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LeBron Ineligible

January 31, 2003 Columns No Comments

LeBron not going to college. Good.

by Jed Tai

So, LeBron James has finally been declared ineligible.

To this college basketball writer…

Who cares?

Despite the fact that nothing was set in stone, there was no way LeBron James was going to play college basketball. He could have named off all the schools in the world, but everyone and their mother knew that he was going to be playing for pay next year. And even if he did decide to do so — did anyone in their right mind actually believe the young man – who shoe companies are already wooing for endorsements – would ever be still eligible as an amateur?

So, I’m with fellow Hoopville writer Dan Hauptman: College hoops has lost nothing.

But that’s not to say I don’t have an opinion about all this mess.

What’s really interesting is how James has responded to all of the controversy so far to date.

“It will be in the paper, but remember, I’m on the honor roll with a 3.5 grade-point average,” said James.

Great LeBron, you’re a guy with a good GPA. But maybe you could have some knowledge of the rules, or – gasp – have some common sense? Did you really think that accepting over 800 dollars of free clothing would slide by? Now, not only can you not play, you’ve cost your team dearly.

It could be argued that the OHSAA (Ohio High School Athletic Association) really didn’t have much of a choice but to rule James ineligible. After all of the hubbub surrounding his receiving a hummer for his birthday, if they allowed this violation to slide, it would have been a PR nightmare. Sure, money will be lost by the OHSAA and by plenty of others now that James’ mug won’t be all over pay-per-view television and in the state tournament.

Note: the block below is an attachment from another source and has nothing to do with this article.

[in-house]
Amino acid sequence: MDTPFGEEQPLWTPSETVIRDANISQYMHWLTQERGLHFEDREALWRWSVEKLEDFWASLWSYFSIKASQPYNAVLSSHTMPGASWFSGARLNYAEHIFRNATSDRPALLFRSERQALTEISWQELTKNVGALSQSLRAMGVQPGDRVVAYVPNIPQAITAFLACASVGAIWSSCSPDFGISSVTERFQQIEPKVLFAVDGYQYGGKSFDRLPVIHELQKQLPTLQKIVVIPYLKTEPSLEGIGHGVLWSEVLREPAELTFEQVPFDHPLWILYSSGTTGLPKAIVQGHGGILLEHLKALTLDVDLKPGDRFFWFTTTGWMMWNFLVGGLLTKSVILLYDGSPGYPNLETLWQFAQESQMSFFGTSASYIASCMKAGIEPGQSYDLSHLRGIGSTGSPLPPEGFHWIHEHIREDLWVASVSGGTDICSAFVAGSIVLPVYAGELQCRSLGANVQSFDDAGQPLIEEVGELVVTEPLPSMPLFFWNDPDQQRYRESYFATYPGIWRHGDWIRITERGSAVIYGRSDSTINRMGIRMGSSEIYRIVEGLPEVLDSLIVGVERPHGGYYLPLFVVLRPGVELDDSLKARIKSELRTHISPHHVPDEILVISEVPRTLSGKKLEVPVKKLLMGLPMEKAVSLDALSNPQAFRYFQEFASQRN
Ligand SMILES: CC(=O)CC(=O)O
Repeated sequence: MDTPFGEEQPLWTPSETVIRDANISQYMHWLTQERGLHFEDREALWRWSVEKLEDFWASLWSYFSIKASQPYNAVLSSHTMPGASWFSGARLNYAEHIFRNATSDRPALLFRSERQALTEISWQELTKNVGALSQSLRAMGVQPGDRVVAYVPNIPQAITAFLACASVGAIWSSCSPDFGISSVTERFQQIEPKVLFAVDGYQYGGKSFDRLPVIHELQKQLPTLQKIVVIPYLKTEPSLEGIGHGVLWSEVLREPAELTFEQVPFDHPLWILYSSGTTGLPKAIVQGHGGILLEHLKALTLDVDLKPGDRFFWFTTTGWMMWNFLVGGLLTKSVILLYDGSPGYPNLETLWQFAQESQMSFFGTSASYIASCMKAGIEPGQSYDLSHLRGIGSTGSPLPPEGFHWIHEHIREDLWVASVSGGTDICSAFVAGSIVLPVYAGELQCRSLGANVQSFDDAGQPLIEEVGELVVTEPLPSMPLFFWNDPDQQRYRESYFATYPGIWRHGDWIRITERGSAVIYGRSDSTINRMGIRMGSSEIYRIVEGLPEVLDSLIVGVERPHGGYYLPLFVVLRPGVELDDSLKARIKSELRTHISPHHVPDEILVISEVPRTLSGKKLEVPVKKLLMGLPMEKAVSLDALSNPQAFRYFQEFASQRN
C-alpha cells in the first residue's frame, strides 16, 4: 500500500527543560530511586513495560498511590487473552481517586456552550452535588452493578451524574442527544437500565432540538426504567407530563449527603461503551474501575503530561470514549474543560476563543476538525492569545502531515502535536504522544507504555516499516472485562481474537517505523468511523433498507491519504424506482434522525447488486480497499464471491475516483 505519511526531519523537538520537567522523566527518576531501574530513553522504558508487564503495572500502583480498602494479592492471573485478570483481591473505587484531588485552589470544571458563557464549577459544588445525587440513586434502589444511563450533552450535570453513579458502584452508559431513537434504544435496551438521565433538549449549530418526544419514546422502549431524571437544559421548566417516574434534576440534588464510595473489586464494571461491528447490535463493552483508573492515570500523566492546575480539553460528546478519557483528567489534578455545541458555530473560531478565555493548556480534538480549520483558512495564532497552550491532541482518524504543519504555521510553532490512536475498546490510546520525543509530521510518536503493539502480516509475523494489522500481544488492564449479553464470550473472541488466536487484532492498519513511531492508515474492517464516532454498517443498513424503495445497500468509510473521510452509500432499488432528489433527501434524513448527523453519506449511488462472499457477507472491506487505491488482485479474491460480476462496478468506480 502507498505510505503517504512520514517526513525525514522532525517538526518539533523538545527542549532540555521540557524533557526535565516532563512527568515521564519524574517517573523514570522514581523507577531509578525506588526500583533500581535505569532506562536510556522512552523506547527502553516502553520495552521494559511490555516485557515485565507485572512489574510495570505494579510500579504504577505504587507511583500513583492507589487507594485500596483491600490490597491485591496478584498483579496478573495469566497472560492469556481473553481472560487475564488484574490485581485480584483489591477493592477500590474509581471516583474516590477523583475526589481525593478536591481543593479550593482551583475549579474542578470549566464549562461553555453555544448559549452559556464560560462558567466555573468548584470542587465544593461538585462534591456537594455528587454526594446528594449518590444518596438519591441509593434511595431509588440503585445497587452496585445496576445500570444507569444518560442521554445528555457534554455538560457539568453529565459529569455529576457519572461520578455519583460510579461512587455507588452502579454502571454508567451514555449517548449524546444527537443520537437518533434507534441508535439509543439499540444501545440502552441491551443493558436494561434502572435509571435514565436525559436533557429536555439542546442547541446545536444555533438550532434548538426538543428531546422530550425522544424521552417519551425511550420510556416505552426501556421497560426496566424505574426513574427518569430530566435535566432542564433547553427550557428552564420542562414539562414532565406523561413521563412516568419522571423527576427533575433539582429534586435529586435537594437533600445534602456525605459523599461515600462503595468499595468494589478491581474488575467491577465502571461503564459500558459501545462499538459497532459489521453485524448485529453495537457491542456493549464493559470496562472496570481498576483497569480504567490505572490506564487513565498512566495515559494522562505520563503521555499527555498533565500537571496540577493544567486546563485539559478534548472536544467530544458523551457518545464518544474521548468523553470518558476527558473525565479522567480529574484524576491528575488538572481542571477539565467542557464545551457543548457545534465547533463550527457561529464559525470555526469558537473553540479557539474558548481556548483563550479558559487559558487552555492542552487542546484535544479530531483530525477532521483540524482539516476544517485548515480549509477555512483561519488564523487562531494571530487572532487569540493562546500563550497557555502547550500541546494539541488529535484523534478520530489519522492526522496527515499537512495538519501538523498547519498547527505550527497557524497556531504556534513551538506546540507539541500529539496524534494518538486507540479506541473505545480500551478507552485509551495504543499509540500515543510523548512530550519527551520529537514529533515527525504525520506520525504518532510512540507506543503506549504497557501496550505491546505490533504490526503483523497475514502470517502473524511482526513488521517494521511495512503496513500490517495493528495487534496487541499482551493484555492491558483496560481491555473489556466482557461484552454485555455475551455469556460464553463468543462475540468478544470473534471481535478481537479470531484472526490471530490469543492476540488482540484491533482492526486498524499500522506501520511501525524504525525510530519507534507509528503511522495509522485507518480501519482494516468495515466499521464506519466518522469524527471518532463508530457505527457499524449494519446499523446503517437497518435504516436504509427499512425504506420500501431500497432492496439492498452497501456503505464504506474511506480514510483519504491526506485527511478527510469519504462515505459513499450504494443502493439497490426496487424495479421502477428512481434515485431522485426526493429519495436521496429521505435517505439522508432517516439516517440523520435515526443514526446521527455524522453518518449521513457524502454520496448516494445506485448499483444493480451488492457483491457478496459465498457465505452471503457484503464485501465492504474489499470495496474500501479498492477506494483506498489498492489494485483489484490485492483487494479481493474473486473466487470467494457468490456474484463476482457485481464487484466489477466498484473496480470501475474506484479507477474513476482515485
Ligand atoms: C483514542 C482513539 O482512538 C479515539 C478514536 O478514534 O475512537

But rules are rules, and the OHSAA should be commended for doing the right thing this time.

However with that said – this isn’t over.

Rumor is that James will appeal – which is a no-brainer. There’s always the threat of a lawsuit. Heck, the James gang almost considered it last year in challenging the NBA’s early entrant rules for the draft. Or, maybe the OSAA will allow James to return the merchandise in return for his eligibility.

Yup, that’s the answer – that’ll teach him.

The worst thing about the media circus around James has been this — it has taken attention away from others who will be legitimate college basketball players. Whenever a game between St. Vincent-St. Mary has been shown on television, the opposing team more than likely has a few players who are considered college basketball prospects. And they will be in college basketball next season. Yet, because of the presence of James, they don’t get any attention. Even some of James’ talented teammates don’t get proper credit that they deserve.

And because of the likely legal battles ahead, they still won’t.

And you can bet that somehow he’ll still be eligible to play in the McDonald’s All-Star Game – an event that was scheduled in Cleveland just for his benefit.

But hey, we have no one but ourselves to blame. James didn’t ask to have every one of his games televised, his photo all over magazines, etc. The public – and the media – asked for it. And thus, it was delivered.

No one to blame but ourselves.


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